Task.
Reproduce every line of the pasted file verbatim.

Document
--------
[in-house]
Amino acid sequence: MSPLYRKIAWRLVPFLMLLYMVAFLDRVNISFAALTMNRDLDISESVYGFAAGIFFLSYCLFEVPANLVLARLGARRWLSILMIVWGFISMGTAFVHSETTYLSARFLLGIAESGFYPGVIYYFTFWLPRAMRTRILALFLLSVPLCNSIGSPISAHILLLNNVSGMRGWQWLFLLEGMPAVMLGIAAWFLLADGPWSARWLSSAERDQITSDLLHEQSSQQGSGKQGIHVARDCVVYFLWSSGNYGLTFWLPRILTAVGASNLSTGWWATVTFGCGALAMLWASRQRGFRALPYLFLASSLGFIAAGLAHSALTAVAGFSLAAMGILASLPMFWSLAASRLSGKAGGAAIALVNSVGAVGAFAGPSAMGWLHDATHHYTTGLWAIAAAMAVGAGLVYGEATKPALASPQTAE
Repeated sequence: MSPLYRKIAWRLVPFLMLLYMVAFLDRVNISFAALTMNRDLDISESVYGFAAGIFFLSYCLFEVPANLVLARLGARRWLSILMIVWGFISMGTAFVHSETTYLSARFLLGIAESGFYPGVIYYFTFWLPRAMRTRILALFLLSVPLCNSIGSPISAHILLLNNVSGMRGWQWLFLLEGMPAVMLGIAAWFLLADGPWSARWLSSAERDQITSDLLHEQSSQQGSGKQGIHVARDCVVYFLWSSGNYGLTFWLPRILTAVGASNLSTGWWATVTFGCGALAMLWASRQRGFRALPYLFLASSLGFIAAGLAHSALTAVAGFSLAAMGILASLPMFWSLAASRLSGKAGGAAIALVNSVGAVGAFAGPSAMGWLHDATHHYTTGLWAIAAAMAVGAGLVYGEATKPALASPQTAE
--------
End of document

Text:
[in-house]
Amino acid sequence: MSPLYRKIAWRLVPFLMLLYMVAFLDRVNISFAALTMNRDLDISESVYGFAAGIFFLSYCLFEVPANLVLARLGARRWLSILMIVWGFISMGTAFVHSETTYLSARFLLGIAESGFYPGVIYYFTFWLPRAMRTRILALFLLSVPLCNSIGSPISAHILLLNNVSGMRGWQWLFLLEGMPAVMLGIAAWFLLADGPWSARWLSSAERDQITSDLLHEQSSQQGSGKQGIHVARDCVVYFLWSSGNYGLTFWLPRILTAVGASNLSTGWWATVTFGCGALAMLWASRQRGFRALPYLFLASSLGFIAAGLAHSALTAVAGFSLAAMGILASLPMFWSLAASRLSGKAGGAAIALVNSVGAVGAFAGPSAMGWLHDATHHYTTGLWAIAAAMAVGAGLVYGEATKPALASPQTAE
Repeated sequence: MSPLYRKIAWRLVPFLMLLYMVAFLDRVNISFAALTMNRDLDISESVYGFAAGIFFLSYCLFEVPANLVLARLGARRWLSILMIVWGFISMGTAFVHSETTYLSARFLLGIAESGFYPGVIYYFTFWLPRAMRTRILALFLLSVPLCNSIGSPISAHILLLNNVSGMRGWQWLFLLEGMPAVMLGIAAWFLLADGPWSARWLSSAERDQITSDLLHEQSSQQGSGKQGIHVARDCVVYFLWSSGNYGLTFWLPRILTAVGASNLSTGWWATVTFGCGALAMLWASRQRGFRALPYLFLASSLGFIAAGLAHSALTAVAGFSLAAMGILASLPMFWSLAASRLSGKAGGAAIALVNSVGAVGAFAGPSAMGWLHDATHHYTTGLWAIAAAMAVGAGLVYGEATKPALASPQTAE